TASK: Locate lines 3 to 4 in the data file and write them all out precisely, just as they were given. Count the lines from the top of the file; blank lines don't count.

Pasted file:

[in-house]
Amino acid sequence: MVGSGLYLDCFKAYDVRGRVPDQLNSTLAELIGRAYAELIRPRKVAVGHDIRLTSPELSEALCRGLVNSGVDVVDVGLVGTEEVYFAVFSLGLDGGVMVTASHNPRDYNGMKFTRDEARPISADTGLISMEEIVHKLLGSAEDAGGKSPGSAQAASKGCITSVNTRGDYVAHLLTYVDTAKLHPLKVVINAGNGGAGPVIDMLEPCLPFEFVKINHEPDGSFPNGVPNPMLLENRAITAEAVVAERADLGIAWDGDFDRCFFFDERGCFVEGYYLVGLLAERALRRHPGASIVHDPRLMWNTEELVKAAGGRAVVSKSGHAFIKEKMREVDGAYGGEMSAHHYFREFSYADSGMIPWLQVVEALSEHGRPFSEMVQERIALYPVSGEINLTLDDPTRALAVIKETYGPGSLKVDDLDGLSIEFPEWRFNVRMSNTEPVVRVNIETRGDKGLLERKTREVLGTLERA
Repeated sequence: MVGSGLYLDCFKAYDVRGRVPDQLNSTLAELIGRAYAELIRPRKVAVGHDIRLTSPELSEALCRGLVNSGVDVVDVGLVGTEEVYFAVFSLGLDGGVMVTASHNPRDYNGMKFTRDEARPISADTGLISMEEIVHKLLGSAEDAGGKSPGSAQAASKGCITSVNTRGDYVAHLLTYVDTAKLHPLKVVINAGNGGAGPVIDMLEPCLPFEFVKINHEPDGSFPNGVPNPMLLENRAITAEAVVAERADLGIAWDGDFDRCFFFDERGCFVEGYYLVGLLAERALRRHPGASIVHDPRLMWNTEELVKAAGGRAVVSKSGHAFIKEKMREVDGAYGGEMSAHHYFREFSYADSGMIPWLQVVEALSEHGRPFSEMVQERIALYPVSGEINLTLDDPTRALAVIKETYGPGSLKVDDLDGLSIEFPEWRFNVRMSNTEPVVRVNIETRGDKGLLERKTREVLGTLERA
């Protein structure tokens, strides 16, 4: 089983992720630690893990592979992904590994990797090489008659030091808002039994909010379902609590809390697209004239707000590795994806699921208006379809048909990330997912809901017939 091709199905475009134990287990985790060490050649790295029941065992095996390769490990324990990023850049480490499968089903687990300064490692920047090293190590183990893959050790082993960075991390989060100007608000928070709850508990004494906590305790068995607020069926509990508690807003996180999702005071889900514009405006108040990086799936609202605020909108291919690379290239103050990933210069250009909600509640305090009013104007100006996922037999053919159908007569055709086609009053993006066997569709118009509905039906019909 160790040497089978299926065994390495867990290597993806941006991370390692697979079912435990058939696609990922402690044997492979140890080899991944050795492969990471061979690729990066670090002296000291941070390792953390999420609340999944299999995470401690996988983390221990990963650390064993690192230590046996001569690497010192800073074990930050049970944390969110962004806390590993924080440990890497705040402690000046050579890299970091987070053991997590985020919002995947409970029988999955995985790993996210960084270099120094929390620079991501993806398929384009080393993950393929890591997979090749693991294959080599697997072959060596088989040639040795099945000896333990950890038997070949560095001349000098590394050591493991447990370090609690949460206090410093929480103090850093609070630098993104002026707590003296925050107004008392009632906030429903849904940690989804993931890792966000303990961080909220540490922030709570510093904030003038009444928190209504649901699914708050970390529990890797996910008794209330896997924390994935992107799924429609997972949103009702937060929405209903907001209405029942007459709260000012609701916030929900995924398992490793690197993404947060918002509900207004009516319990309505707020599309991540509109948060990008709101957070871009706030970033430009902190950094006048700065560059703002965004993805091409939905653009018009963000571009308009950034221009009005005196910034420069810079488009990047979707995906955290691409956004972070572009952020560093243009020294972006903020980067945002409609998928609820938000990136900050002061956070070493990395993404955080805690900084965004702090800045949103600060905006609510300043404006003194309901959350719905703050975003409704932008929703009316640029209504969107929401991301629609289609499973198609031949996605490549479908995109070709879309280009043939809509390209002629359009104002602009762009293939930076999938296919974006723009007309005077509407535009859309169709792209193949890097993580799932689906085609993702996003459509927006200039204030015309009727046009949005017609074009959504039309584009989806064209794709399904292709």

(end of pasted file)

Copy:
Repeated sequence: MVGSGLYLDCFKAYDVRGRVPDQLNSTLAELIGRAYAELIRPRKVAVGHDIRLTSPELSEALCRGLVNSGVDVVDVGLVGTEEVYFAVFSLGLDGGVMVTASHNPRDYNGMKFTRDEARPISADTGLISMEEIVHKLLGSAEDAGGKSPGSAQAASKGCITSVNTRGDYVAHLLTYVDTAKLHPLKVVINAGNGGAGPVIDMLEPCLPFEFVKINHEPDGSFPNGVPNPMLLENRAITAEAVVAERADLGIAWDGDFDRCFFFDERGCFVEGYYLVGLLAERALRRHPGASIVHDPRLMWNTEELVKAAGGRAVVSKSGHAFIKEKMREVDGAYGGEMSAHHYFREFSYADSGMIPWLQVVEALSEHGRPFSEMVQERIALYPVSGEINLTLDDPTRALAVIKETYGPGSLKVDDLDGLSIEFPEWRFNVRMSNTEPVVRVNIETRGDKGLLERKTREVLGTLERA
């Protein structure tokens, strides 16, 4: 089983992720630690893990592979992904590994990797090489008659030091808002039994909010379902609590809390697209004239707000590795994806699921208006379809048909990330997912809901017939 091709199905475009134990287990985790060490050649790295029941065992095996390769490990324990990023850049480490499968089903687990300064490692920047090293190590183990893959050790082993960075991390989060100007608000928070709850508990004494906590305790068995607020069926509990508690807003996180999702005071889900514009405006108040990086799936609202605020909108291919690379290239103050990933210069250009909600509640305090009013104007100006996922037999053919159908007569055709086609009053993006066997569709118009509905039906019909 160790040497089978299926065994390495867990290597993806941006991370390692697979079912435990058939696609990922402690044997492979140890080899991944050795492969990471061979690729990066670090002296000291941070390792953390999420609340999944299999995470401690996988983390221990990963650390064993690192230590046996001569690497010192800073074990930050049970944390969110962004806390590993924080440990890497705040402690000046050579890299970091987070053991997590985020919002995947409970029988999955995985790993996210960084270099120094929390620079991501993806398929384009080393993950393929890591997979090749693991294959080599697997072959060596088989040639040795099945000896333990950890038997070949560095001349000098590394050591493991447990370090609690949460206090410093929480103090850093609070630098993104002026707590003296925050107004008392009632906030429903849904940690989804993931890792966000303990961080909220540490922030709570510093904030003038009444928190209504649901699914708050970390529990890797996910008794209330896997924390994935992107799924429609997972949103009702937060929405209903907001209405029942007459709260000012609701916030929900995924398992490793690197993404947060918002509900207004009516319990309505707020599309991540509109948060990008709101957070871009706030970033430009902190950094006048700065560059703002965004993805091409939905653009018009963000571009308009950034221009009005005196910034420069810079488009990047979707995906955290691409956004972070572009952020560093243009020294972006903020980067945002409609998928609820938000990136900050002061956070070493990395993404955080805690900084965004702090800045949103600060905006609510300043404006003194309901959350719905703050975003409704932008929703009316640029209504969107929401991301629609289609499973198609031949996605490549479908995109070709879309280009043939809509390209002629359009104002602009762009293939930076999938296919974006723009007309005077509407535009859309169709792209193949890097993580799932689906085609993702996003459509927006200039204030015309009727046009949005017609074009959504039309584009989806064209794709399904292709």